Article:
In modern times, youth and beauty is an image seen everywhere. For example, a Versace billboard, magazine ad, TV commercial, all of which displays images of beautiful people. But what happens when this beauty fades? Shakespeare in his 12th sonnet talks about his experience and fading beauty. The purpose of this poem is to encourage a young man to not lose his beauty to the ravages of time. In order to do this, one must reproduce so beauty will live.
In the first quatrain, Shakespeare begins his meditation on the process of decay. He begins the poem with "I", which signals that Shakespeare will later give his own experience and account. The first object presented in this sonnet is a clock, which is to set the mood of the poem. The imagery presented by the first line is that Shakespeare is just sitting there watching the clock and counting the minutes pass by. Although his state of mind may be idle, time does not stand still for him. As we read on, you learn that the first line is significant because it creates a bridge to the next line, "the brave day sunk in hideous night"(L2). Again, we need to place emphasis on Shakespeare's choice of wording. Shakespeare uses the word sunk in order to illustrate how the dark night engulfs the day. What Shakespeare is doing is using the words "hideous night" and "sunk" to form a catalogue of images pertaining to decay and passing time. The brave day sinks deeper and deeper as time on the clock marches on. Time is destruction. "When I behold violet past prime"(L.3), Shakespeare is again adding to his catalogue. The idea Shakespeare tries to convey is that death takes everything. The violet was once beautiful and strong but as time passes, the violet will age and become frail. Shakespeare proceeds to speak of black sable curls hiding behind white. I have two observations about this line; the first being that as a man ages he will notice more white hairs on his...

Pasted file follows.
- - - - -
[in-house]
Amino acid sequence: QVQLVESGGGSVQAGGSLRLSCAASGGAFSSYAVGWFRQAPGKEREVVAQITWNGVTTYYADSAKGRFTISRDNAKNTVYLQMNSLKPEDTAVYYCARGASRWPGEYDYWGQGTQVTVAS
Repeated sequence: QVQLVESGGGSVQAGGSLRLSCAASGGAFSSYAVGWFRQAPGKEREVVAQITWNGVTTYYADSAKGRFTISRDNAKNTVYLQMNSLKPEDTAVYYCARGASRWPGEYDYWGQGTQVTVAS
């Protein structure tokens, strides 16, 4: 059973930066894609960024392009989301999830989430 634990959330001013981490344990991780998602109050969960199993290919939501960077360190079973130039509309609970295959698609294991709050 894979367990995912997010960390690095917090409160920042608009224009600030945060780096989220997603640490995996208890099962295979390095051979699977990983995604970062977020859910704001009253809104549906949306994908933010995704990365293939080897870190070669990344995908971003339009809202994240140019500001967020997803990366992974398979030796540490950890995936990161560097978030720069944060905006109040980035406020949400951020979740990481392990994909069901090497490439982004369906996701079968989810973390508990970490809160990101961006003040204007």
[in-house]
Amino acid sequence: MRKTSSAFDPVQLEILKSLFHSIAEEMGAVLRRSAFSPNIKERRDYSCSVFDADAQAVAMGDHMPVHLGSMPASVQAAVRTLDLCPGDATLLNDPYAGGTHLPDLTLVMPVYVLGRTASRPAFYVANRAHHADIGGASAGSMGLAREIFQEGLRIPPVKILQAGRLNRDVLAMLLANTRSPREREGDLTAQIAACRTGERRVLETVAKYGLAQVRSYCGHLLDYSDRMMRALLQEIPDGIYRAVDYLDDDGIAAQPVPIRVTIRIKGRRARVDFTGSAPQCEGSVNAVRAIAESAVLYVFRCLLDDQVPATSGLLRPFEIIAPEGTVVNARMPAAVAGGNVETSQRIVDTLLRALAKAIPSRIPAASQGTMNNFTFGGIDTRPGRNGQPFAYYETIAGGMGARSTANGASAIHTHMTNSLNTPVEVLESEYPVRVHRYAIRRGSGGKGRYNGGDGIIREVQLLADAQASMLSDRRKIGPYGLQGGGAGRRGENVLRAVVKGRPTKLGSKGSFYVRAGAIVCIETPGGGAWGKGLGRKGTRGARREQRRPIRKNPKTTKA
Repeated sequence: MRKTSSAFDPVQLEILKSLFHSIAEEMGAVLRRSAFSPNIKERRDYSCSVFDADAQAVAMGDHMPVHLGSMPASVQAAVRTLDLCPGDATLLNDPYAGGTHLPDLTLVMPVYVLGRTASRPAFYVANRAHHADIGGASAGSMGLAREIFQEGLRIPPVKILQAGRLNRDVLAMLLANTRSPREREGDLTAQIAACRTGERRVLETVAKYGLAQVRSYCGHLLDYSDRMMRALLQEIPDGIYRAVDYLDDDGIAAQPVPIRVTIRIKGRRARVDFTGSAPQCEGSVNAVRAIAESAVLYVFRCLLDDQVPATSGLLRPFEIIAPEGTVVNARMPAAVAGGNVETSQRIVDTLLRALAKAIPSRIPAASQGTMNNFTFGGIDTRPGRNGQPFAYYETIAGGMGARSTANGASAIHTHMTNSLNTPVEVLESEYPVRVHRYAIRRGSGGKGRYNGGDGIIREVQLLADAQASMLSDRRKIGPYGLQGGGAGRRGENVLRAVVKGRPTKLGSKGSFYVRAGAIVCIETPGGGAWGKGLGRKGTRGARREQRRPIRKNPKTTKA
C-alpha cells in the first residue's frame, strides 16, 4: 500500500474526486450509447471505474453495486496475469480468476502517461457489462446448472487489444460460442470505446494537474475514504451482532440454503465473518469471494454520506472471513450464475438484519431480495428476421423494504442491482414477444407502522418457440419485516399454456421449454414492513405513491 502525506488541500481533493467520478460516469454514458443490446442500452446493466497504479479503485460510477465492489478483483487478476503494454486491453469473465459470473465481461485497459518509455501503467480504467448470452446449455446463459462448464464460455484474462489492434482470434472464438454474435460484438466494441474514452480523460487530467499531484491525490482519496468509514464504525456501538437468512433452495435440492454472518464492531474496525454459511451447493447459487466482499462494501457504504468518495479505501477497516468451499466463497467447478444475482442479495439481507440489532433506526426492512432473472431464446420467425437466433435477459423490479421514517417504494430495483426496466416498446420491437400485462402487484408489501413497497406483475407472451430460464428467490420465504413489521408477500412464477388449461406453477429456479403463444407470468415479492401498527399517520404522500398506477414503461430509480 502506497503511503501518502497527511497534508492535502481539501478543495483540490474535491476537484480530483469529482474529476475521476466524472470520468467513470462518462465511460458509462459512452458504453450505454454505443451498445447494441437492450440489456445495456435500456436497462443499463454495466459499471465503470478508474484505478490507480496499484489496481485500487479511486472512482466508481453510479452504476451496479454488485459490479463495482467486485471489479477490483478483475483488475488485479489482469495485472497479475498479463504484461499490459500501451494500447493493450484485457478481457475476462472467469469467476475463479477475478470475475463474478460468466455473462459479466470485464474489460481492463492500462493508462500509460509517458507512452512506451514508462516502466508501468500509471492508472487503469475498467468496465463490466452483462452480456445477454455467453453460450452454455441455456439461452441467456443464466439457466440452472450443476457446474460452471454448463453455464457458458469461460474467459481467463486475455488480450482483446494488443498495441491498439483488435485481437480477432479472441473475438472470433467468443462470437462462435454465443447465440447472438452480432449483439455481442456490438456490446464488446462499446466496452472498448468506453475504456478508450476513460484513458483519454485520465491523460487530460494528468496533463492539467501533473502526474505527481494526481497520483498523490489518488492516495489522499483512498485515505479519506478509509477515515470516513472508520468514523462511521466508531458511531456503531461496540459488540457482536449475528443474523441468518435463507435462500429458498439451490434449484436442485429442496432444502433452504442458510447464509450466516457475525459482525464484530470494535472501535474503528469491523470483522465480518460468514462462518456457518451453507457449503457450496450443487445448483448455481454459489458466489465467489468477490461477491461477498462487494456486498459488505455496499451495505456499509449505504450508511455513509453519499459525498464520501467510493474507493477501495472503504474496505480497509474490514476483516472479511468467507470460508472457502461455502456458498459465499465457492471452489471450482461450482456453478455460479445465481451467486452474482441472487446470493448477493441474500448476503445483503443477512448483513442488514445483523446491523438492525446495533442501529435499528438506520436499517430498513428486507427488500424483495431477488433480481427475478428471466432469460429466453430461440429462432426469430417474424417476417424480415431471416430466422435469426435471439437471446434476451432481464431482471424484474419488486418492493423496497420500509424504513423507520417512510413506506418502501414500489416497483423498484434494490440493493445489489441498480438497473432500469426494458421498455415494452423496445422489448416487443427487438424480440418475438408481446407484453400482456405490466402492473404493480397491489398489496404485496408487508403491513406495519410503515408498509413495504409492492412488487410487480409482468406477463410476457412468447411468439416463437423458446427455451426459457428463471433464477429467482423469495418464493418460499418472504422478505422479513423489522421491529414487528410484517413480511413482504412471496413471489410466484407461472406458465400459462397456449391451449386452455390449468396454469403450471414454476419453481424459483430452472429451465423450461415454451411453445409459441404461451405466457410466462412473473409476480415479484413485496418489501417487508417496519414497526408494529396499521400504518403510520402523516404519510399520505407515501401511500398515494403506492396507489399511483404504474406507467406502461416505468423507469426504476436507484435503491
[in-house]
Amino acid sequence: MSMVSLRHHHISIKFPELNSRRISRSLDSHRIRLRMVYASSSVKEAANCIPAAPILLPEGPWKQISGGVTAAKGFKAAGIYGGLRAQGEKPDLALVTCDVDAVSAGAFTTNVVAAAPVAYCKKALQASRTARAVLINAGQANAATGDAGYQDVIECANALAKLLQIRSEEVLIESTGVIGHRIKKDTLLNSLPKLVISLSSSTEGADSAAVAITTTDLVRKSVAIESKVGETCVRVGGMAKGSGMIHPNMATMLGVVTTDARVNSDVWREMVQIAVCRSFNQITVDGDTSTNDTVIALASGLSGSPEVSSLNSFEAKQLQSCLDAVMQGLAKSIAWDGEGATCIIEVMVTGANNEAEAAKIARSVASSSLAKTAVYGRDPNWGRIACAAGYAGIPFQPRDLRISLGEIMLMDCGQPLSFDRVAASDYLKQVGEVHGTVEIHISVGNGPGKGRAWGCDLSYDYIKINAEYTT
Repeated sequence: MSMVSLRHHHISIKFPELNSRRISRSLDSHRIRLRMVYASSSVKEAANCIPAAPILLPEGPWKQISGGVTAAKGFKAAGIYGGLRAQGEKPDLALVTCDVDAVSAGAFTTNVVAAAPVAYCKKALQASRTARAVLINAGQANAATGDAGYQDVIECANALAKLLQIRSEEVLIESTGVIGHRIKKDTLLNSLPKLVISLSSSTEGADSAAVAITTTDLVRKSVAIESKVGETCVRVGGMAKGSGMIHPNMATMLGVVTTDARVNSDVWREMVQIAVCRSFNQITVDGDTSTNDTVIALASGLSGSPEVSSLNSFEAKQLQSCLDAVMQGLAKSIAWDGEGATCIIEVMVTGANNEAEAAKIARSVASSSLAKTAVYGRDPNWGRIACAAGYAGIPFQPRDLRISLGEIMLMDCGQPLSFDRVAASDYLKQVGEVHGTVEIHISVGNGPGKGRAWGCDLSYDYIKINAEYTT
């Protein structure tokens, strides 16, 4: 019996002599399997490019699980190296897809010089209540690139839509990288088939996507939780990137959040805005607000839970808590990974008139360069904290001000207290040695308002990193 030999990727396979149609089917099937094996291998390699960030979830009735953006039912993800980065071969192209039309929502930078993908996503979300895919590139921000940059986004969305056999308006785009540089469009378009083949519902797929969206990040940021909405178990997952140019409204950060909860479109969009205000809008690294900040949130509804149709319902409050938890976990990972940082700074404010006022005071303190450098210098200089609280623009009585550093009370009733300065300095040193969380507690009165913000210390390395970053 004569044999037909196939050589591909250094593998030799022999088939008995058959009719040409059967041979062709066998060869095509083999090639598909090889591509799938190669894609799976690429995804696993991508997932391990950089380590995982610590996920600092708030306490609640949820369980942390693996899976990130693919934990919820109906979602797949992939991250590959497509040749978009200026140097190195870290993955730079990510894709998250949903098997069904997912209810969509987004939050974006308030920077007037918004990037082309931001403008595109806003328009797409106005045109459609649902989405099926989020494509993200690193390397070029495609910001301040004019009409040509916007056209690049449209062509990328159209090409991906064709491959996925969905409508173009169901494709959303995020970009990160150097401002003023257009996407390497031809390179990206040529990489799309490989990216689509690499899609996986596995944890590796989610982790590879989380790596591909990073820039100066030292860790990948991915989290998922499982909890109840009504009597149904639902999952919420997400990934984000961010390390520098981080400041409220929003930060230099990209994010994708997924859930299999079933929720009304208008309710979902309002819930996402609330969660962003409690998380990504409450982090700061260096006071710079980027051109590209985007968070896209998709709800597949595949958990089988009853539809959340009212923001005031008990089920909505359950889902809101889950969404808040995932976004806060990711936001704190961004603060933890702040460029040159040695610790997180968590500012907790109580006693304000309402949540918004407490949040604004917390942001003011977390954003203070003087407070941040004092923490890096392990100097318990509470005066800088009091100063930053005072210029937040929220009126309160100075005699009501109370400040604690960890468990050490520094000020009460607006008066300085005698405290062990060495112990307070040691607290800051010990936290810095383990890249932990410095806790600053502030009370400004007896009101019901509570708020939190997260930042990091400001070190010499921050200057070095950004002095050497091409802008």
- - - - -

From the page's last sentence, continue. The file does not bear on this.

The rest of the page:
Please join StudyMode to read the full document